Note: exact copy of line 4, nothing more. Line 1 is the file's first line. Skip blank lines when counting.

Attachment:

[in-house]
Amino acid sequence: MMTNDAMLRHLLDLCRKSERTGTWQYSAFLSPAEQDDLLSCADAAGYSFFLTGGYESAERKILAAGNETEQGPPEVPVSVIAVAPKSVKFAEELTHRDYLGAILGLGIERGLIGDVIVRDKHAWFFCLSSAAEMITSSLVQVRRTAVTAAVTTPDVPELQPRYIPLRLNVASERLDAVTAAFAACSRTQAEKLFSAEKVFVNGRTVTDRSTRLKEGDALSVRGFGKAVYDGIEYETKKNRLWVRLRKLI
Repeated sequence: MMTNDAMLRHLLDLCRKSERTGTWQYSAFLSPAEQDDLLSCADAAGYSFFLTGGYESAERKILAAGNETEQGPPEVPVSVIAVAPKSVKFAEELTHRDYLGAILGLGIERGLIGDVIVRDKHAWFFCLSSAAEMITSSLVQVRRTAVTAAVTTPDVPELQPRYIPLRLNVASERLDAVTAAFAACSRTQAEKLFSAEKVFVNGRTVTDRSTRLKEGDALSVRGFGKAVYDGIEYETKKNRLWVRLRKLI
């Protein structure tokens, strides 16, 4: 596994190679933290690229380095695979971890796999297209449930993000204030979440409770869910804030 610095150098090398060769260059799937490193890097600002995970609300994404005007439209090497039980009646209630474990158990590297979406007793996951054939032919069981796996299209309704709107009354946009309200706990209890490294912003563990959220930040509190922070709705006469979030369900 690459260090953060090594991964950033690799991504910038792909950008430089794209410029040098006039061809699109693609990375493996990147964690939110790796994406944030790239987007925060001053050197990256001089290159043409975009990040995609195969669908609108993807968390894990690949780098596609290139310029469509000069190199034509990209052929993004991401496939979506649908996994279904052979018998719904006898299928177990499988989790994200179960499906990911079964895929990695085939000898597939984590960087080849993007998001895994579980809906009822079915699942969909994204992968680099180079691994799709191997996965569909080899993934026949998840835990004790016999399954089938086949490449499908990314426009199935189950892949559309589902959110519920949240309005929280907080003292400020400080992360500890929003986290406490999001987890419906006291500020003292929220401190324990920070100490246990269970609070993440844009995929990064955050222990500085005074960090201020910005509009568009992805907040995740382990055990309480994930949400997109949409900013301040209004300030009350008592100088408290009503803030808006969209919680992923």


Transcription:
């Protein structure tokens, strides 16, 4: 596994190679933290690229380095695979971890796999297209449930993000204030979440409770869910804030 610095150098090398060769260059799937490193890097600002995970609300994404005007439209090497039980009646209630474990158990590297979406007793996951054939032919069981796996299209309704709107009354946009309200706990209890490294912003563990959220930040509190922070709705006469979030369900 690459260090953060090594991964950033690799991504910038792909950008430089794209410029040098006039061809699109693609990375493996990147964690939110790796994406944030790239987007925060001053050197990256001089290159043409975009990040995609195969669908609108993807968390894990690949780098596609290139310029469509000069190199034509990209052929993004991401496939979506649908996994279904052979018998719904006898299928177990499988989790994200179960499906990911079964895929990695085939000898597939984590960087080849993007998001895994579980809906009822079915699942969909994204992968680099180079691994799709191997996965569909080899993934026949998840835990004790016999399954089938086949490449499908990314426009199935189950892949559309589902959110519920949240309005929280907080003292400020400080992360500890929003986290406490999001987890419906006291500020003292929220401190324990920070100490246990269970609070993440844009995929990064955050222990500085005074960090201020910005509009568009992805907040995740382990055990309480994930949400997109949409900013301040209004300030009350008592100088408290009503803030808006969209919680992923």